• The dome was illuminated - a physical quantity was changed, but not predictable
    • If the people pray or do other acts, the apparition will not repeat Yes at this time the apparition would be considered supernatural.

However, science has an obligation to attempt to frame all evidence into natural terms, without care for how rational that attempt is. Again, it is a pursuit. So scientists have tried to explain the lights in natural terms, leading one paper to be published in 1989 hypothesizing that the apparition was a theorized natural luminous phenomena resulting from tectonic strain, or, a kugelblitz. The paper was published without any experimentation, using only a 0.56 correlation between earth lights being reported before tectonic activity.

A Kugelblitz has only been a hypothesis however one was allegedly finally caught on film in 2014 using a slitless spectrograph. It lasted less than 2 seconds.

Thus no matter how absurd and unproven a natural answer to evidence may be, Science will always find "the best" natural answer to any phenomena. But this is not a problem, it has a purpose.

Let's look at what would happen if we allow supernatural answers, even if they were factually true, into our science:

James goes to the hospital with stage 4 cancer throughout his whole body. He is incurable. Some of his family pray for hi, and God heals him (truthfully). He returns to the hospital and is completely cancer-free after only 2 days.

Now, let's assume that even the doctors are religious. Would they write in their report, "James came into the hospital, thorough tests revealed stage 4 cancer throughout his body. Through a miracle, James was healed. Patient released."

Even if that report were completely true, how does it help Suzy with cancer in the next room? It's completely useless in helping other cancer patients. So the religious doctor is going set aside his personal beliefs, come up with the most sensible natural explanation and include that in the report. Can you imagine the world if this did not happen?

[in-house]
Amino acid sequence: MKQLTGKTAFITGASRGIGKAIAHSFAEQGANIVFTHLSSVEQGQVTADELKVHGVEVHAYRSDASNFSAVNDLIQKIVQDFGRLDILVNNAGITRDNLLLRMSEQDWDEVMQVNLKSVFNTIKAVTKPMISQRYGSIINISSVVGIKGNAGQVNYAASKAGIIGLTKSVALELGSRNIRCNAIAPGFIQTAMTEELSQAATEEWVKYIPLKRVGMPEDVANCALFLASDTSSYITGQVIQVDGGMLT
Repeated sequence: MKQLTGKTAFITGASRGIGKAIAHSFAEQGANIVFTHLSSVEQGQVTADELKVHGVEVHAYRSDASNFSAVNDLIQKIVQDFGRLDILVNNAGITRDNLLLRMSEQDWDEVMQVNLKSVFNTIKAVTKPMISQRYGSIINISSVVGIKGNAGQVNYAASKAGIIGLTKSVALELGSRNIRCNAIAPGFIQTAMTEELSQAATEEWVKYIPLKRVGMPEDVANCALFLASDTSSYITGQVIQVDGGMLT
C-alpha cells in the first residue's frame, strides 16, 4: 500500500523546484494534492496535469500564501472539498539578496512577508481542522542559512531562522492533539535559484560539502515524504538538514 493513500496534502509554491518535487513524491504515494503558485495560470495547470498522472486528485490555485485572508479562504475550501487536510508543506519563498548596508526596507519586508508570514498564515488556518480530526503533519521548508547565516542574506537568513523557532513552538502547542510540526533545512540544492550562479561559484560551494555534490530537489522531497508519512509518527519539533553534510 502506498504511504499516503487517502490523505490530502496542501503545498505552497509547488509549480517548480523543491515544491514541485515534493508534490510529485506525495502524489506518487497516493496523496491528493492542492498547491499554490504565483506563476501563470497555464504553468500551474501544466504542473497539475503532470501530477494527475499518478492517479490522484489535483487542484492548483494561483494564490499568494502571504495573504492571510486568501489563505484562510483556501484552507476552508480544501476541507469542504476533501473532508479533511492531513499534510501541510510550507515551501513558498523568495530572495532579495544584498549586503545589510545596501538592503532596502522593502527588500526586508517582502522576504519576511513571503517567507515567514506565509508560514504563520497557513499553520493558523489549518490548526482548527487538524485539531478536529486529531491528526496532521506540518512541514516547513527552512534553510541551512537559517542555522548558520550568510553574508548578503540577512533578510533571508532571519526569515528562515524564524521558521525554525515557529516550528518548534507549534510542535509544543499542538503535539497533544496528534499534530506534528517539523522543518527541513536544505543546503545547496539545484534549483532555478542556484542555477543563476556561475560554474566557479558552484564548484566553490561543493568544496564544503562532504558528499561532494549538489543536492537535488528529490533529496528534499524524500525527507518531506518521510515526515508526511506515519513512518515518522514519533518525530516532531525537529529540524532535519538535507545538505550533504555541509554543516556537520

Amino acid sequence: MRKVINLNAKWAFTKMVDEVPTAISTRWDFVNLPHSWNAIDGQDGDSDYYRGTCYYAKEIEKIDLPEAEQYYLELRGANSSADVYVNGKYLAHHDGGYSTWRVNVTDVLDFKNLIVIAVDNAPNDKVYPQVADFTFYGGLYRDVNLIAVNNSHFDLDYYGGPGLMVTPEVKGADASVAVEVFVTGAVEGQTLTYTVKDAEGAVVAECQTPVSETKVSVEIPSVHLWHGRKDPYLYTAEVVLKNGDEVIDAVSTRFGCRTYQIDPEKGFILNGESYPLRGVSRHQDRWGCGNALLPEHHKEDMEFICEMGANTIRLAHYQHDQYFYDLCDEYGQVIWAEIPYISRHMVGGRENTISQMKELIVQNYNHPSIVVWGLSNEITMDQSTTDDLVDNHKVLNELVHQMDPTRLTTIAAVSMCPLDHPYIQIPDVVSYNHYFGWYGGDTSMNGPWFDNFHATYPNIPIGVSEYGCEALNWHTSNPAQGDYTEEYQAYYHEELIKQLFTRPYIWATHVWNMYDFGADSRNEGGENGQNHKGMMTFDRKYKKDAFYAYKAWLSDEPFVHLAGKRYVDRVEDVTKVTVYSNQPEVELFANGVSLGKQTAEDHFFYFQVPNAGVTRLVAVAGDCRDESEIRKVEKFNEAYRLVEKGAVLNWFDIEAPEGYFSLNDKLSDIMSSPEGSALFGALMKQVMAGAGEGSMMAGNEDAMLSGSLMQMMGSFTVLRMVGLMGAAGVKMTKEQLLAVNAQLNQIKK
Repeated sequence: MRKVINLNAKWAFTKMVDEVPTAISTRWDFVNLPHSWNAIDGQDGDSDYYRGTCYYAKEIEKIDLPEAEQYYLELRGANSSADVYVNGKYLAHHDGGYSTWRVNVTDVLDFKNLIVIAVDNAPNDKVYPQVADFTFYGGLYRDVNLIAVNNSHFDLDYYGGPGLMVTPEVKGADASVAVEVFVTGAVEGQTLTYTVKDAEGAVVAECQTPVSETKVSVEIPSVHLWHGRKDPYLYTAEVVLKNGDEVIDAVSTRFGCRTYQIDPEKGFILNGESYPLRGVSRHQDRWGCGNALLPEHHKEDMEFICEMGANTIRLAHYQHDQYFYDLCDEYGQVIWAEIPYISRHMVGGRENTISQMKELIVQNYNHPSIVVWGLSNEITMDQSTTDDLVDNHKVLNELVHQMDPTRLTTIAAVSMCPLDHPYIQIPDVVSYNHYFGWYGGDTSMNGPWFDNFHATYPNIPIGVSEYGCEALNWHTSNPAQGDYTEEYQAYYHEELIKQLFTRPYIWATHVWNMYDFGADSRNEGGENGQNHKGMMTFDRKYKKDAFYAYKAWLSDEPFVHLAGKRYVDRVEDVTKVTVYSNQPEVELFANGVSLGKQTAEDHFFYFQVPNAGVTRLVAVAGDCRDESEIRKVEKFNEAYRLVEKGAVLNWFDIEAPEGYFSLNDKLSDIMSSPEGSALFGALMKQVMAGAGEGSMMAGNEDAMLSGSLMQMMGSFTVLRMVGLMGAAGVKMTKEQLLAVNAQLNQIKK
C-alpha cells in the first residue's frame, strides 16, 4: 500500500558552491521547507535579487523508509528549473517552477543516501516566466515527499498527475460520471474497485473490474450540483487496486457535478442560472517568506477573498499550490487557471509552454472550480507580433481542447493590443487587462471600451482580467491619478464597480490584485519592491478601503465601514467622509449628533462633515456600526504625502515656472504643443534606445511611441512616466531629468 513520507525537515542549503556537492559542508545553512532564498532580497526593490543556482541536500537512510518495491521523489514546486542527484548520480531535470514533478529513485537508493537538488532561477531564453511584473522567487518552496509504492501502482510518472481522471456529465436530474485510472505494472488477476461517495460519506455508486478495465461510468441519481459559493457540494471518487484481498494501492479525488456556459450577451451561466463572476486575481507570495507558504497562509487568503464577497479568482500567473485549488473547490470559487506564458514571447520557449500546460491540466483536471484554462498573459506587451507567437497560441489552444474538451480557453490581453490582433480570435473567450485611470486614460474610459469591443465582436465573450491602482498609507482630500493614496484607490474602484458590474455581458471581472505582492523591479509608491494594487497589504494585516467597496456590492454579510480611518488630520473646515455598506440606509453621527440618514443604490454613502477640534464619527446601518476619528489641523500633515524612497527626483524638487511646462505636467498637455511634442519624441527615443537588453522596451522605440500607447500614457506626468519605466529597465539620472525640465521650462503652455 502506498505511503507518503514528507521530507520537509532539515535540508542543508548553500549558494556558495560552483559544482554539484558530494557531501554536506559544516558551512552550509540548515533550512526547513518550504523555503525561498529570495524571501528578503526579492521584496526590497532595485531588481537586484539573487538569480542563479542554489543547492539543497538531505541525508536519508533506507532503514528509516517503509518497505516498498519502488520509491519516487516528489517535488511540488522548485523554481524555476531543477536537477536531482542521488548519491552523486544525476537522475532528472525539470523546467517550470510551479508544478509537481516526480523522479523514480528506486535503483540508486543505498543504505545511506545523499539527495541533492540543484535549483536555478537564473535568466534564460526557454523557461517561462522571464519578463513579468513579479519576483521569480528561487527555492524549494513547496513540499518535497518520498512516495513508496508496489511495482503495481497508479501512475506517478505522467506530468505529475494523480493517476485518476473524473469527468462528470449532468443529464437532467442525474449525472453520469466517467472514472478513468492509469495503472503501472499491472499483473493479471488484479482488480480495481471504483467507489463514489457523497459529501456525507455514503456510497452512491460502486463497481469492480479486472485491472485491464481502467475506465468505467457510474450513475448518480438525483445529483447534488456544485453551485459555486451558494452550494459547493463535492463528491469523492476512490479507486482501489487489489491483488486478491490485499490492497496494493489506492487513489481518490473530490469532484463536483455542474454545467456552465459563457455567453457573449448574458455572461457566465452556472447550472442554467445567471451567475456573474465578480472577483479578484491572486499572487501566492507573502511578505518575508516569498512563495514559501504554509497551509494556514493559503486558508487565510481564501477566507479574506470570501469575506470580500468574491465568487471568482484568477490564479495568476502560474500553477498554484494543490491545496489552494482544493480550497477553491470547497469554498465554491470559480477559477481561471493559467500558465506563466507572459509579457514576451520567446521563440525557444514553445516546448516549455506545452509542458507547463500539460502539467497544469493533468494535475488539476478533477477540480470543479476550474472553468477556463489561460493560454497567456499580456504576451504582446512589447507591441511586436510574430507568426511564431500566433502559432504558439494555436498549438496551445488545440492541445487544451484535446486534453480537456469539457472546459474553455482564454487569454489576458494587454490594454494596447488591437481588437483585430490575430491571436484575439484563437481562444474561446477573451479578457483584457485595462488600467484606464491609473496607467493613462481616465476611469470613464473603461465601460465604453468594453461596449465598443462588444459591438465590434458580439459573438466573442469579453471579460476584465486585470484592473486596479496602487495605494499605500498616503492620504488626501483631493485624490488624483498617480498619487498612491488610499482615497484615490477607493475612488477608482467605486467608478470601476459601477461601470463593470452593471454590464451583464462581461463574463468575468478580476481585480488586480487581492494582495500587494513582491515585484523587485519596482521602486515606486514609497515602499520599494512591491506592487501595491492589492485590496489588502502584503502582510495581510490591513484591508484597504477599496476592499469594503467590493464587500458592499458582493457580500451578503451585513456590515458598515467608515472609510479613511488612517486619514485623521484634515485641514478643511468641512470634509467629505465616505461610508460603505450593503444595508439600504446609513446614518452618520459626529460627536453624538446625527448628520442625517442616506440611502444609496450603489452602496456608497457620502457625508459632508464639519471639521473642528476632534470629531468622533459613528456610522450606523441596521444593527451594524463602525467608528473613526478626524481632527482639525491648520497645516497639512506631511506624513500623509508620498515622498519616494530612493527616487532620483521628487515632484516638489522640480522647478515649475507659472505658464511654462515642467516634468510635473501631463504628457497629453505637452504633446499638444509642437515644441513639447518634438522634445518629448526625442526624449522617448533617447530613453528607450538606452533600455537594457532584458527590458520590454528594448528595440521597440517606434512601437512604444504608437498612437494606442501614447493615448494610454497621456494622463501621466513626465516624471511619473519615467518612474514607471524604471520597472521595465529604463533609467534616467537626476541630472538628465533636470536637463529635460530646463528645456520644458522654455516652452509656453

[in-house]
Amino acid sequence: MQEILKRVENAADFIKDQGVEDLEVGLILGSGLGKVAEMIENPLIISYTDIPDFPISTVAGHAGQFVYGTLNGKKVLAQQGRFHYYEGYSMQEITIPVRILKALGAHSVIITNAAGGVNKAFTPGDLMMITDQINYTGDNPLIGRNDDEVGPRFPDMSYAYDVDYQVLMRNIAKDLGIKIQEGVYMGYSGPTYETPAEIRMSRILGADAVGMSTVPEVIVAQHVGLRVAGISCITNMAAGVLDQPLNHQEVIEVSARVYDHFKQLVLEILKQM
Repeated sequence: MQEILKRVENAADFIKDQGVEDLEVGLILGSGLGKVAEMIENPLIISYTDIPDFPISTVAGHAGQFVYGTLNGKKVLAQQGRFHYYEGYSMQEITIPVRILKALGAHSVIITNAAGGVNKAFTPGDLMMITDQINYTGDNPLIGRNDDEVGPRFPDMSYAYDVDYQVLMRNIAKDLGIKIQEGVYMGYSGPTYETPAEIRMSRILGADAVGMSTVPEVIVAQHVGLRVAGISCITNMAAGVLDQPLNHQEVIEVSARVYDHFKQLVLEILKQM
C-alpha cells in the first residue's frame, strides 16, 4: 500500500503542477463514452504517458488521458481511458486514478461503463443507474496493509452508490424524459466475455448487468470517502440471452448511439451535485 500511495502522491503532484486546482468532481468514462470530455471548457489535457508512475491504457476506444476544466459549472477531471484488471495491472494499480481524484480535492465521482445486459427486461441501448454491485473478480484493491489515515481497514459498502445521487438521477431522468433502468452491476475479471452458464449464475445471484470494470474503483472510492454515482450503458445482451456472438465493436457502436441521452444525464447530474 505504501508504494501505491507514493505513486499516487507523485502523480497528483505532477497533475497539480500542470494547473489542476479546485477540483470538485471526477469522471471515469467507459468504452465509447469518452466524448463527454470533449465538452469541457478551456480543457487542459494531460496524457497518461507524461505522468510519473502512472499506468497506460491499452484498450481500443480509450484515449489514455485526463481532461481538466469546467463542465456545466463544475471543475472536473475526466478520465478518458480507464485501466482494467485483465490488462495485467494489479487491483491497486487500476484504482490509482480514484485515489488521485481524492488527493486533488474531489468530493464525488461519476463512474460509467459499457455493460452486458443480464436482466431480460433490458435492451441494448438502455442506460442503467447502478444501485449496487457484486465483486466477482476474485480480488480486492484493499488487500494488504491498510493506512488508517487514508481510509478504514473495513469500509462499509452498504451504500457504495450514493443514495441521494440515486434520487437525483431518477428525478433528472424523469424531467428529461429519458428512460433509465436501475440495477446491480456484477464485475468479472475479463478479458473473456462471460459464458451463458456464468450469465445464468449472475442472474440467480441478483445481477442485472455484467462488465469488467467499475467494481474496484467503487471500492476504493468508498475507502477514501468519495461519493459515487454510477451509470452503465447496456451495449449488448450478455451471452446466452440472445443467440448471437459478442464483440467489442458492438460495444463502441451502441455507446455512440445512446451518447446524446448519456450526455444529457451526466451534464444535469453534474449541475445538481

Natural explanations do not care if something is true. Only if it works.

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    Excellent, more so this being your first(??) answer here. Welcome! I would tone down the last para tho'. It's necessary to distinguish 3 things: a. The multi trillion dollar institution called science (research) b. The rare conscientious individual science practitioners c. The loud ignoramus spokesmen. a. is a machine driven by money&war c (Dawkins, Harris, Coyne etc) call themselves scientists; they are really scientism-ists b. however is a non empty set. – Rusi-packing-up Sep 18 at 11:19
  • Scietism-ists. I prefer calling them celebrities (follow the $$), but we're definitely on the same page. Toned down. – Vogon Poet Sep 18 at 17:20
  • This answer has many good qualities; however, did it answer the question? The original question did not include the word science. You seem to be arguing for why science must not utilize a supernatural explanation, saying "natural explanations do not care if something is true. Only if it works.". Do you mean that science is inexorably tied to Naturalism? At the same time, you also seem to be distancing science from seeking truth, which is the realm of philosophy. If both are true, then does that reinforce that science is not part of the answer? – LightCC Sep 18 at 22:36
  • @LightCC - The study of the natural world is called science. A question about how to do anything in nature necessarily involves the study of nature - science. Science defines nature, he wants to know a definition. "the intellectual and practical activity encompassing the systematic study of the structure and behaviour of the physical and natural world through observation and experimentation" – Vogon Poet Sep 18 at 22:57